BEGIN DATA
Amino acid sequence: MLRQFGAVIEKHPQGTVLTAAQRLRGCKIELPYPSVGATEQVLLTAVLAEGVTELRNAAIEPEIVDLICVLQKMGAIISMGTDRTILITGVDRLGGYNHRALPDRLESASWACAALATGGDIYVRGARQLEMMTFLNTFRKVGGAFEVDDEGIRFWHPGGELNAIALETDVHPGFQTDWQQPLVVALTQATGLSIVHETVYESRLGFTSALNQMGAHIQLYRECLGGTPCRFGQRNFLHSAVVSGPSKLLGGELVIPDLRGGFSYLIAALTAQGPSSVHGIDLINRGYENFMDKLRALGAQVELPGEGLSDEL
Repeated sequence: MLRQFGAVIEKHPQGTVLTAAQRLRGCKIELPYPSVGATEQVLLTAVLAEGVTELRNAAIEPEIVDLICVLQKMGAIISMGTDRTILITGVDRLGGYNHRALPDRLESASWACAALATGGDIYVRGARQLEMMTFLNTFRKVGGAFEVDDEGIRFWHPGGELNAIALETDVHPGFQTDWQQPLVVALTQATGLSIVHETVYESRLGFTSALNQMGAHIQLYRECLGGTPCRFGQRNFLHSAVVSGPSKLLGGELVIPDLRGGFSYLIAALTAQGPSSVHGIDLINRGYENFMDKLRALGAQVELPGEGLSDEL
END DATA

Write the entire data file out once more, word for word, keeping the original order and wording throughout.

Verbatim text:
Amino acid sequence: MLRQFGAVIEKHPQGTVLTAAQRLRGCKIELPYPSVGATEQVLLTAVLAEGVTELRNAAIEPEIVDLICVLQKMGAIISMGTDRTILITGVDRLGGYNHRALPDRLESASWACAALATGGDIYVRGARQLEMMTFLNTFRKVGGAFEVDDEGIRFWHPGGELNAIALETDVHPGFQTDWQQPLVVALTQATGLSIVHETVYESRLGFTSALNQMGAHIQLYRECLGGTPCRFGQRNFLHSAVVSGPSKLLGGELVIPDLRGGFSYLIAALTAQGPSSVHGIDLINRGYENFMDKLRALGAQVELPGEGLSDEL
Repeated sequence: MLRQFGAVIEKHPQGTVLTAAQRLRGCKIELPYPSVGATEQVLLTAVLAEGVTELRNAAIEPEIVDLICVLQKMGAIISMGTDRTILITGVDRLGGYNHRALPDRLESASWACAALATGGDIYVRGARQLEMMTFLNTFRKVGGAFEVDDEGIRFWHPGGELNAIALETDVHPGFQTDWQQPLVVALTQATGLSIVHETVYESRLGFTSALNQMGAHIQLYRECLGGTPCRFGQRNFLHSAVVSGPSKLLGGELVIPDLRGGFSYLIAALTAQGPSSVHGIDLINRGYENFMDKLRALGAQVELPGEGLSDEL